Re: Drop longdesc, get aria-describedat?

On Tue, Mar 13, 2012 at 4:40 PM, Leif Halvard Silli
<> wrote:
> Silvia Pfeiffer, Tue, 13 Mar 2012 13:12:26 +1100:
>> Anyway, I think we should write a spec and start shopping it around
>> with browser developers to get some feedback and see if there is will
>> to implement. Whether we call that attribute @aria-longdesc or
>> @aria-describedat or just extend the existing @longdesc to video and
>> audio and update its spec (which I frankly think is the maddest path
>> of them all) doesn't really matter - a problem needs to be addressed.
> I have started to shop:
> This is a proposal for how Webkit should implement @longdesc in the
> chrome [context menu etc], the link behavior, how the CSS should work,
> how to become keyboard focusable and how VoiceOver should behave
> including when the longdesc announcement should be made - before or
> after the @alt text? And, not least: what do do if <img> is wrapped
> inside a link. Ideas are taken from many places, including the CP and
> Webkit's Alexey Proskuryakov who suggested that longdesc should be
> displayed when image wasn't display - which is a thought that we seem
> to not have dared thinking ...
> One thing that struck me, as I was writing this - at least the things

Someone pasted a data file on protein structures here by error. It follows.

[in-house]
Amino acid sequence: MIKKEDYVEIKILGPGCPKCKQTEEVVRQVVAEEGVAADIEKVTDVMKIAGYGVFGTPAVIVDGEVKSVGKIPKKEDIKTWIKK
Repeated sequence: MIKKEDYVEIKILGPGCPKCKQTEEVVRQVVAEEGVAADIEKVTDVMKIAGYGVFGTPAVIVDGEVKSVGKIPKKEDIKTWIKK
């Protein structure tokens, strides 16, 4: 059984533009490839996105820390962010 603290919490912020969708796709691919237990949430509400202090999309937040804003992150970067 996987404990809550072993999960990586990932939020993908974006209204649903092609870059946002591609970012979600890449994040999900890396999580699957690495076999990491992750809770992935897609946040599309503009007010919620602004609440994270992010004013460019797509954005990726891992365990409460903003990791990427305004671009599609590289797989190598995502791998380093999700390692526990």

> relating to fallback, is that much of what I was describing probably
> only makes sense for the <img> element. Simply because only the <img>
> element has a such a specific behavior whenever it isn't displayed.
> E.g. for <video>, <audio> etc, then there is no guaranteed fallback.
> And even if there is fallback, it isn't guaranteed to be a textual
> substitute. This, IMO, points towards 'the HTML feature' rather than
> 'an ARIA feature'.

Yes, I agree that there are differences between the elements that need
longdesc-like features. I also wouldn't restrict it just to <img> and
<video>/<audio>, but include <table>, <canvas> and other complex
elements that may better be described through an additional long text

I'd also not go quite as far as your recommendations go, but rather
restrict it to a limited number of recommendations for how to display
the URL. Something more like what Alexey suggested on the same bug:
- adding a link to context menu;
- implementing a property inspector for end users, similar to the Firefox one;
- use for fallback content when the element's display is disabled by
the browser (e.g. in text-only browser).
- expose to screenreaders through a11y APIs.

> When it comes to implementing it as 'the HTML feature' or as a new
> 'ARIA feature', then another reason to go for the HTML feature, is the
> issues related to fallback. Because, as we know, there is no fallback
> when it comes to ARIA attributes: Browsers are not required to render
> aria-label if the image doesn't display. And so, I think, that unless
> we describe it as a HTML feature, then we can't - as easily - justify
> that the feature looks like in the chrome, via CSS, or how the link
> behaves to normal users.

In HTML there is also no need to specify visual presentations etc.
They can't be part of the normative text. However, it's always
possible to provide recommendations in non-normative text. I would
think that we can do that, too, in ARIA.

> The chairs in their responses have asked for justification, and so, if
> we can justify it, then a HTML feature is all good, in principle, I
> think.

Sure. My main reason for going for another attribute is that I want it
used for more than just <img>.


Received on Tuesday, 13 March 2012 19:44:28 UTC